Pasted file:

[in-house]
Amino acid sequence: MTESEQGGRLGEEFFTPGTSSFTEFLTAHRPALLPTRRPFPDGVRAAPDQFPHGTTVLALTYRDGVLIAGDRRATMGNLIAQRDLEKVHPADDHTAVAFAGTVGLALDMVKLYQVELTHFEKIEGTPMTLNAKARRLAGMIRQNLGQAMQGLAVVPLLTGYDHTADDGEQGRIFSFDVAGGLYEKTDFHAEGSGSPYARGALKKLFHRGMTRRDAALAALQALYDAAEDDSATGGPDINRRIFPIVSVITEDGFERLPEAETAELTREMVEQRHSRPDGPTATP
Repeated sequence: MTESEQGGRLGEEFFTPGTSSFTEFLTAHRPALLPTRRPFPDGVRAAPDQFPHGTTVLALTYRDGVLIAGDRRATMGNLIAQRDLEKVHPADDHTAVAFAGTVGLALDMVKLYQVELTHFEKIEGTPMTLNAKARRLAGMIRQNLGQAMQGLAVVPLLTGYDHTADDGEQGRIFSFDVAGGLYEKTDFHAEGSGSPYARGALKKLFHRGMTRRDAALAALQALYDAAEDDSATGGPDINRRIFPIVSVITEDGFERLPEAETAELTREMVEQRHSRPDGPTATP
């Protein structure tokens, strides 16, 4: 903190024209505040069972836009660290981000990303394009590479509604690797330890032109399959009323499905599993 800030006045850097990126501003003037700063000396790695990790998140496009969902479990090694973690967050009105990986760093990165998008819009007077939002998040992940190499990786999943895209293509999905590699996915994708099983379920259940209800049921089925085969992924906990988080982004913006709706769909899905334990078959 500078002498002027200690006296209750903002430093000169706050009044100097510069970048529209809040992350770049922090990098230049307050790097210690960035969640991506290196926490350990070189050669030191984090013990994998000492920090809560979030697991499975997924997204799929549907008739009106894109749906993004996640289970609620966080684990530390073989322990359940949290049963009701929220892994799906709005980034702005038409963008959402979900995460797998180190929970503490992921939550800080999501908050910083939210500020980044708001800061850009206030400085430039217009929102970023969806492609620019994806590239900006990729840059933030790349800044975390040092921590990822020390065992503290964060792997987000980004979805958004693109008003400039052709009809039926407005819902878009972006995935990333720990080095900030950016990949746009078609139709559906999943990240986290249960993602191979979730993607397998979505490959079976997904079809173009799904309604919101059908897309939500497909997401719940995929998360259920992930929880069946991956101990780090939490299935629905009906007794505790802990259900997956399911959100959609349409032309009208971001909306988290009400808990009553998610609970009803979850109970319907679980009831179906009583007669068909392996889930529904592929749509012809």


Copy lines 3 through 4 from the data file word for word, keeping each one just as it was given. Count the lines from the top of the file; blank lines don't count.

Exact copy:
Repeated sequence: MTESEQGGRLGEEFFTPGTSSFTEFLTAHRPALLPTRRPFPDGVRAAPDQFPHGTTVLALTYRDGVLIAGDRRATMGNLIAQRDLEKVHPADDHTAVAFAGTVGLALDMVKLYQVELTHFEKIEGTPMTLNAKARRLAGMIRQNLGQAMQGLAVVPLLTGYDHTADDGEQGRIFSFDVAGGLYEKTDFHAEGSGSPYARGALKKLFHRGMTRRDAALAALQALYDAAEDDSATGGPDINRRIFPIVSVITEDGFERLPEAETAELTREMVEQRHSRPDGPTATP
């Protein structure tokens, strides 16, 4: 903190024209505040069972836009660290981000990303394009590479509604690797330890032109399959009323499905599993 800030006045850097990126501003003037700063000396790695990790998140496009969902479990090694973690967050009105990986760093990165998008819009007077939002998040992940190499990786999943895209293509999905590699996915994708099983379920259940209800049921089925085969992924906990988080982004913006709706769909899905334990078959 500078002498002027200690006296209750903002430093000169706050009044100097510069970048529209809040992350770049922090990098230049307050790097210690960035969640991506290196926490350990070189050669030191984090013990994998000492920090809560979030697991499975997924997204799929549907008739009106894109749906993004996640289970609620966080684990530390073989322990359940949290049963009701929220892994799906709005980034702005038409963008959402979900995460797998180190929970503490992921939550800080999501908050910083939210500020980044708001800061850009206030400085430039217009929102970023969806492609620019994806590239900006990729840059933030790349800044975390040092921590990822020390065992503290964060792997987000980004979805958004693109008003400039052709009809039926407005819902878009972006995935990333720990080095900030950016990949746009078609139709559906999943990240986290249960993602191979979730993607397998979505490959079976997904079809173009799904309604919101059908897309939500497909997401719940995929998360259920992930929880069946991956101990780090939490299935629905009906007794505790802990259900997956399911959100959609349409032309009208971001909306988290009400808990009553998610609970009803979850109970319907679980009831179906009583007669068909392996889930529904592929749509012809």